Drained peatlands are important contributors to greenhouse gas (GHG) emissions. For sound land management policies and decision making, an improved scientific knowledge based of GHG fluxes and transparent and verifiable methods for measuring and accounting for emissions reductions is needed.
PEATWISE builds on past experience and interdisciplinary research to quantify emission factors from different land uses and production systems, agriculture and paludiculture in particular. The process assesses best suitable soil and water management technologies (e.g. elevated water levels) for managed peatlands to reduce GHG emissions and maintain biomass production in different land use systems.
The general water table-GHG relationship as a proxy tool to reduce GHG emissions is critically assessed. Paludiculture, involving production of flooding tolerant species which can be used for biorefinery, biomaterials, fodder and bioenergy, is another mitigation option that is verified. Soil management and addition of foundry sand is tested in field trials. Studies are carried out at various cases across northern Europe and New Zealand.
PEATWISE analyses existing incentive based policy instruments for different ecosystem services in each case study country to develop a coherent strategy that allows complementarity and bundling of governmental and private sector incentive funding schemes.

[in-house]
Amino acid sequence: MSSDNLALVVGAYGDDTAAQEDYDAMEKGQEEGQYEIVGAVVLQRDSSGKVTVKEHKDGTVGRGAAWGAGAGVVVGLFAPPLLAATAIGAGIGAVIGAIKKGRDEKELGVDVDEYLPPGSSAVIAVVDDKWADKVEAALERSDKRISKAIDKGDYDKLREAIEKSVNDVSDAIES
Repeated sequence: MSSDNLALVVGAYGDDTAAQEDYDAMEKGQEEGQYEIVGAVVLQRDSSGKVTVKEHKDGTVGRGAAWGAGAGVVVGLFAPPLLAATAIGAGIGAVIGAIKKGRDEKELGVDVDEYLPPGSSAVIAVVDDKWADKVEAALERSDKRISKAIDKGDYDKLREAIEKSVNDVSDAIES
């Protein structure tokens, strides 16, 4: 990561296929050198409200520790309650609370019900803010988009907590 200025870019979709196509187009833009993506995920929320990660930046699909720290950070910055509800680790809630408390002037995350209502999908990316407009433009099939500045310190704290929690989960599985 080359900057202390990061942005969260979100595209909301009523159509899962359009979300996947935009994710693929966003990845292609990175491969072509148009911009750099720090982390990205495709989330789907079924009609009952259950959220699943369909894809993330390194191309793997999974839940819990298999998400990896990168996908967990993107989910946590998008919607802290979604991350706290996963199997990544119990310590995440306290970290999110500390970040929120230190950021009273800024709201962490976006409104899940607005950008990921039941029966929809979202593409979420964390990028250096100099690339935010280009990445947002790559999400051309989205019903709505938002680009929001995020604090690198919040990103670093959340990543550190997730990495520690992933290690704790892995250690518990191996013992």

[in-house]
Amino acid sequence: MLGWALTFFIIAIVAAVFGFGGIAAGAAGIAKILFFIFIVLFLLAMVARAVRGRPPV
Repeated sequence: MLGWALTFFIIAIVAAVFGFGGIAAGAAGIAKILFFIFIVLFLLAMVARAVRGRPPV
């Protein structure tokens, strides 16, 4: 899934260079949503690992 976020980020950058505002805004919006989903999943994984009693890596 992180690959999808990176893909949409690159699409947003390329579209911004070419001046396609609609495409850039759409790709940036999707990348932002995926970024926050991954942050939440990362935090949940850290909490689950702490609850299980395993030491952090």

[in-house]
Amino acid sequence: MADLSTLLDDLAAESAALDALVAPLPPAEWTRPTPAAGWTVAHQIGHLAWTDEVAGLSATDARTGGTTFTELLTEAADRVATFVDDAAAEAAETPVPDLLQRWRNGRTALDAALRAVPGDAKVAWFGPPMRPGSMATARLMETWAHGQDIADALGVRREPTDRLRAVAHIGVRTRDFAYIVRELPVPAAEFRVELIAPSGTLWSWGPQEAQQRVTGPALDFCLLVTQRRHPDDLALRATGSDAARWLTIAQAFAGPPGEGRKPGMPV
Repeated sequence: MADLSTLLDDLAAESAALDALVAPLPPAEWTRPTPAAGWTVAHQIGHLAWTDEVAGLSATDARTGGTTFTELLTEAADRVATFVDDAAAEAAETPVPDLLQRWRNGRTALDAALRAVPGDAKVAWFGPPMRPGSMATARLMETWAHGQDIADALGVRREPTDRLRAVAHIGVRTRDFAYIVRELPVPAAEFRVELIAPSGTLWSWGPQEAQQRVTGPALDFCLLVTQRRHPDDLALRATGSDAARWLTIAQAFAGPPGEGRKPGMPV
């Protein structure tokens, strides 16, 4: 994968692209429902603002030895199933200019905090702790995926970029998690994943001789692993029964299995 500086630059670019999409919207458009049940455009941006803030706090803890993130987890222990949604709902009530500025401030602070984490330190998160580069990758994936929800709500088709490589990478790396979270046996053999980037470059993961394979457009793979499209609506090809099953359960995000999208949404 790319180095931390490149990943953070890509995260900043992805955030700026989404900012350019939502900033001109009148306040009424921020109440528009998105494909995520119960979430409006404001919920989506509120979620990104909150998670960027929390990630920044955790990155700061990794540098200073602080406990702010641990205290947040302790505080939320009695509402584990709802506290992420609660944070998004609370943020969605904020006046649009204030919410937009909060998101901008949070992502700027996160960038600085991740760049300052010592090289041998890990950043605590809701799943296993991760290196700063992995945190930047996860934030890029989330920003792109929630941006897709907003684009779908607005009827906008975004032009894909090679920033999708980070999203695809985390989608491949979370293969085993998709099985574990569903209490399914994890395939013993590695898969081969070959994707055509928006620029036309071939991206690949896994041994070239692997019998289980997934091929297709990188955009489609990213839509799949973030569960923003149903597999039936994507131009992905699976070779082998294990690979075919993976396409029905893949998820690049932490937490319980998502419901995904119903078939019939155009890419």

The project explores the potential of various peatland management practices to sustain production while mitigating greenhouse gas emissions (GHGs) across Northern Europe and New Zealand. Measures to elevate the water table during dry conditions is a potential way to control soil processes that release GHGs. However, rewetting is not always possible due to hydrological constraints and is not always limiting GHGs efficiently. More information is still needed before wide scale recommendations can be given to farmers. Permanently rewetting drained peatlands with wet tolerant vegetation as a cropping system is a solution in some areas that can limit GHGs, but our results show that emissions are highly sensitive to water table management. Keeping the water table 10 cm below the soil surface reduced GHGs up to 90 % but with higher water levels (wetter conditions with less than10 cm below surface) no mitigation was achieved. This means that drainage and flooding must be carefully controlled. Adding sand is an old practice to improve trafficability and research show that it can reduce GHG emissions. As with ash additions, long term field experiments are needed to show the benefit.
*At the time of the proposal. Please consider this data as an accurate estimate; it may vary during the project’s lifespan.
Total costs include in kind contribution by grant holders and can therefore be higher than the total requested funding.